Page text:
The Ottawa Citizen confirms its faith in its religion experts by asking them to tell us what to think. Today, in its “Ask the Religion Experts” column, the Ottawa Citizen asks, “What are we to think of the destruction of historic shrines in Mali in the name of religion?” Of course, the experts are eager give their opinions.
After five paragraphs explaining what religion is and is not,, Radhika Sekar, an aspiring Vedantin, says
there is no place for violence or destruction in religion. Therefore the destruction of the historic shrines of Mali can only be termed fanaticism. No real religion would condone such acts.
Rabbi Reuven Bulka, advises us that
we should think the same of the destruction of the Mali shrines as we would of the destruction of shrines anywhere and everywhere in the name of religion — they are all despicable acts.
However, Bulka does not see religion as the only cause of violence; in fact,,
many crimes of violence result from the absence of firmly entrenched religious values, such as the inviolable sanctity of every life, and the obligation to respect the property of others, all covered under the famous religious banner — “love your fellow as you love yourself.”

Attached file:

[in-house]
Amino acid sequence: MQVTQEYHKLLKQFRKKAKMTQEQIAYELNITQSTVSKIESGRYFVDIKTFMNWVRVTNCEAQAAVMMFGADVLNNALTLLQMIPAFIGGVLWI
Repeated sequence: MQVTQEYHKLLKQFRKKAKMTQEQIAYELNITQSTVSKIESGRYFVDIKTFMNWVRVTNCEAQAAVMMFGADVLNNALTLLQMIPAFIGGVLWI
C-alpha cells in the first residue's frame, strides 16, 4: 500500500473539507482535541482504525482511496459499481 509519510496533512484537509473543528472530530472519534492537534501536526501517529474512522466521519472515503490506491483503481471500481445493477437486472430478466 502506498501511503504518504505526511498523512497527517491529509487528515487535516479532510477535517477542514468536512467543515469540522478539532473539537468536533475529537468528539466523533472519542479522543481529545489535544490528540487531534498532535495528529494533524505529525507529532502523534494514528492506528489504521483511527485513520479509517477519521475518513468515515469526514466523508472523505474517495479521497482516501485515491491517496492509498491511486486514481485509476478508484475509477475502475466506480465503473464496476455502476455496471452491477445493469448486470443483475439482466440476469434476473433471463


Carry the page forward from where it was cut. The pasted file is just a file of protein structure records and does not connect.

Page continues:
Geoffrey Kerslake , does not mention Mali or the destruction of the historic shrines, but he assures us that
The Catholic Church is a strong advocate of freedom of religion and actively promotes this basic human right. Where we have the right to practice the religion of our choice, we have a basis upon which to build mutual understanding and respect between different faiths and other points of view.
One of the “other points of view” that the Catholic Church claims to respect comes from Kevin Smith:
As secular humanists we react with horror as this attack is one against all humanity. . . .This is evidence, yet again, of a religious totalitarian state’s effect on human freedom. It is in direct conflict with secular values of diversity, tolerance, and universal rights.
Abdul Rashid gives readers some background on the current turmoil in Mali and attempts to put destruction of the historic shrines in Mali in perspective:
The destruction of ‘historic’ sites is not new. It has and does take place in all parts of the world. Wherever it happens, it is usually ascribed to a minor misguided faction, not to the religion to which the perpetrators belong and not to an entire faith or people.
To their credit, the religious experts mentioned in this post resisted the temptation to tell us what we are to think; they give us their opinions based on their religion or ideology and allow us to form our own opinion.